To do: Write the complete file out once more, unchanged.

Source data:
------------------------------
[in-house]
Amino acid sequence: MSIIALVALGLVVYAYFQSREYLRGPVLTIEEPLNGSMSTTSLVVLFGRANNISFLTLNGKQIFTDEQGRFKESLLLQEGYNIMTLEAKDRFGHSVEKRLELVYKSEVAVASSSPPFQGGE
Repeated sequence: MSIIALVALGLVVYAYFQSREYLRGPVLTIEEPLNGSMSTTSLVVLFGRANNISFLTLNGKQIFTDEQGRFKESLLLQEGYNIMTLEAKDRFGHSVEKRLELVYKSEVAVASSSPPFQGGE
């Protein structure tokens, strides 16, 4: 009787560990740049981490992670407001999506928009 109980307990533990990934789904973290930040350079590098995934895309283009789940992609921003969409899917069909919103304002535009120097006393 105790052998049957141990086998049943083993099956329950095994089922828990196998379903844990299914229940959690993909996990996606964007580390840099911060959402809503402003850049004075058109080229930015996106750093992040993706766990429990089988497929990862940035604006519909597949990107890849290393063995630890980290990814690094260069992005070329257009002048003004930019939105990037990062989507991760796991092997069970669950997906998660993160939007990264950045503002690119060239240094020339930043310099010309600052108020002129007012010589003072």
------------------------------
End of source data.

[in-house]
Amino acid sequence: MSIIALVALGLVVYAYFQSREYLRGPVLTIEEPLNGSMSTTSLVVLFGRANNISFLTLNGKQIFTDEQGRFKESLLLQEGYNIMTLEAKDRFGHSVEKRLELVYKSEVAVASSSPPFQGGE
Repeated sequence: MSIIALVALGLVVYAYFQSREYLRGPVLTIEEPLNGSMSTTSLVVLFGRANNISFLTLNGKQIFTDEQGRFKESLLLQEGYNIMTLEAKDRFGHSVEKRLELVYKSEVAVASSSPPFQGGE
């Protein structure tokens, strides 16, 4: 009787560990740049981490992670407001999506928009 109980307990533990990934789904973290930040350079590098995934895309283009789940992609921003969409899917069909919103304002535009120097006393 105790052998049957141990086998049943083993099956329950095994089922828990196998379903844990299914229940959690993909996990996606964007580390840099911060959402809503402003850049004075058109080229930015996106750093992040993706766990429990089988497929990862940035604006519909597949990107890849290393063995630890980290990814690094260069992005070329257009002048003004930019939105990037990062989507991760796991092997069970669950997906998660993160939007990264950045503002690119060239240094020339930043310099010309600052108020002129007012010589003072």